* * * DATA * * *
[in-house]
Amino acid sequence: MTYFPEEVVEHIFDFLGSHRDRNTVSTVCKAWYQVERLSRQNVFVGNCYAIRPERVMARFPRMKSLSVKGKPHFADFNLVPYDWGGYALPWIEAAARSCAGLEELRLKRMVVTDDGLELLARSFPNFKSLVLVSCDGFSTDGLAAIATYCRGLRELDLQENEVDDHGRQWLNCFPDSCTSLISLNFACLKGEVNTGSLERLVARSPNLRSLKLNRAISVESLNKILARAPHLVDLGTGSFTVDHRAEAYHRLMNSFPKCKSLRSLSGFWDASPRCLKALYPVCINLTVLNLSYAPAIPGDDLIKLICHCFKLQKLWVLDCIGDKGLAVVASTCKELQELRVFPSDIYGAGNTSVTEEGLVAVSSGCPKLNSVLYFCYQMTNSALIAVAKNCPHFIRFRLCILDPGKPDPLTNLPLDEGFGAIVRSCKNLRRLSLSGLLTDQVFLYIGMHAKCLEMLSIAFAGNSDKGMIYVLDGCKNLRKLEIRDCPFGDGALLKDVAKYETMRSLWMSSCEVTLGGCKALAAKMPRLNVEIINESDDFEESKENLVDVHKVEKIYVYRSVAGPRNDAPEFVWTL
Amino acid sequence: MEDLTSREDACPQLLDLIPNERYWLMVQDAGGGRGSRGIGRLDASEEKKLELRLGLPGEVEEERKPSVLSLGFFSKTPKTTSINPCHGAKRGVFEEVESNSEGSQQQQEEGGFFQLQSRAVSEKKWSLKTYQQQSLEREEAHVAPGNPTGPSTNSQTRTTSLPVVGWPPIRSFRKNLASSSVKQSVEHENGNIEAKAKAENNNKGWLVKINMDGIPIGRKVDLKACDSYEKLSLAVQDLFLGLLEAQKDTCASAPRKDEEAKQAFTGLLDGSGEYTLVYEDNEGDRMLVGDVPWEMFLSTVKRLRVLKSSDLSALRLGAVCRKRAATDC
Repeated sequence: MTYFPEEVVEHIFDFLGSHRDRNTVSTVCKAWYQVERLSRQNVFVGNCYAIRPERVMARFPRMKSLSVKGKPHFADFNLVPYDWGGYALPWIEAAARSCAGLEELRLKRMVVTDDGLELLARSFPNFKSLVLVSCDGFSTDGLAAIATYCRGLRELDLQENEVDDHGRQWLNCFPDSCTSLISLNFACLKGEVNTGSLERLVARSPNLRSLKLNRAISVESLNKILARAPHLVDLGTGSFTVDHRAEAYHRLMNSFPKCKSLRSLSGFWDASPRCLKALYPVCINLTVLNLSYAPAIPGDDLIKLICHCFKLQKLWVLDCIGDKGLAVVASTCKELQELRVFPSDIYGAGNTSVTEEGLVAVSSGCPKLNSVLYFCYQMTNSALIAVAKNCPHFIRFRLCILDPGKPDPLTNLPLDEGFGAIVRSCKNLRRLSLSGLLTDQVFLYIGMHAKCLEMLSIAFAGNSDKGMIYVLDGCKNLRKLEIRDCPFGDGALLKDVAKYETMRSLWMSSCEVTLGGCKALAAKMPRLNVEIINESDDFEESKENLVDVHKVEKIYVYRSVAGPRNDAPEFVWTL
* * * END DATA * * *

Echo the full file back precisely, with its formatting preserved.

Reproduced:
[in-house]
Amino acid sequence: MTYFPEEVVEHIFDFLGSHRDRNTVSTVCKAWYQVERLSRQNVFVGNCYAIRPERVMARFPRMKSLSVKGKPHFADFNLVPYDWGGYALPWIEAAARSCAGLEELRLKRMVVTDDGLELLARSFPNFKSLVLVSCDGFSTDGLAAIATYCRGLRELDLQENEVDDHGRQWLNCFPDSCTSLISLNFACLKGEVNTGSLERLVARSPNLRSLKLNRAISVESLNKILARAPHLVDLGTGSFTVDHRAEAYHRLMNSFPKCKSLRSLSGFWDASPRCLKALYPVCINLTVLNLSYAPAIPGDDLIKLICHCFKLQKLWVLDCIGDKGLAVVASTCKELQELRVFPSDIYGAGNTSVTEEGLVAVSSGCPKLNSVLYFCYQMTNSALIAVAKNCPHFIRFRLCILDPGKPDPLTNLPLDEGFGAIVRSCKNLRRLSLSGLLTDQVFLYIGMHAKCLEMLSIAFAGNSDKGMIYVLDGCKNLRKLEIRDCPFGDGALLKDVAKYETMRSLWMSSCEVTLGGCKALAAKMPRLNVEIINESDDFEESKENLVDVHKVEKIYVYRSVAGPRNDAPEFVWTL
Amino acid sequence: MEDLTSREDACPQLLDLIPNERYWLMVQDAGGGRGSRGIGRLDASEEKKLELRLGLPGEVEEERKPSVLSLGFFSKTPKTTSINPCHGAKRGVFEEVESNSEGSQQQQEEGGFFQLQSRAVSEKKWSLKTYQQQSLEREEAHVAPGNPTGPSTNSQTRTTSLPVVGWPPIRSFRKNLASSSVKQSVEHENGNIEAKAKAENNNKGWLVKINMDGIPIGRKVDLKACDSYEKLSLAVQDLFLGLLEAQKDTCASAPRKDEEAKQAFTGLLDGSGEYTLVYEDNEGDRMLVGDVPWEMFLSTVKRLRVLKSSDLSALRLGAVCRKRAATDC
Repeated sequence: MTYFPEEVVEHIFDFLGSHRDRNTVSTVCKAWYQVERLSRQNVFVGNCYAIRPERVMARFPRMKSLSVKGKPHFADFNLVPYDWGGYALPWIEAAARSCAGLEELRLKRMVVTDDGLELLARSFPNFKSLVLVSCDGFSTDGLAAIATYCRGLRELDLQENEVDDHGRQWLNCFPDSCTSLISLNFACLKGEVNTGSLERLVARSPNLRSLKLNRAISVESLNKILARAPHLVDLGTGSFTVDHRAEAYHRLMNSFPKCKSLRSLSGFWDASPRCLKALYPVCINLTVLNLSYAPAIPGDDLIKLICHCFKLQKLWVLDCIGDKGLAVVASTCKELQELRVFPSDIYGAGNTSVTEEGLVAVSSGCPKLNSVLYFCYQMTNSALIAVAKNCPHFIRFRLCILDPGKPDPLTNLPLDEGFGAIVRSCKNLRRLSLSGLLTDQVFLYIGMHAKCLEMLSIAFAGNSDKGMIYVLDGCKNLRKLEIRDCPFGDGALLKDVAKYETMRSLWMSSCEVTLGGCKALAAKMPRLNVEIINESDDFEESKENLVDVHKVEKIYVYRSVAGPRNDAPEFVWTL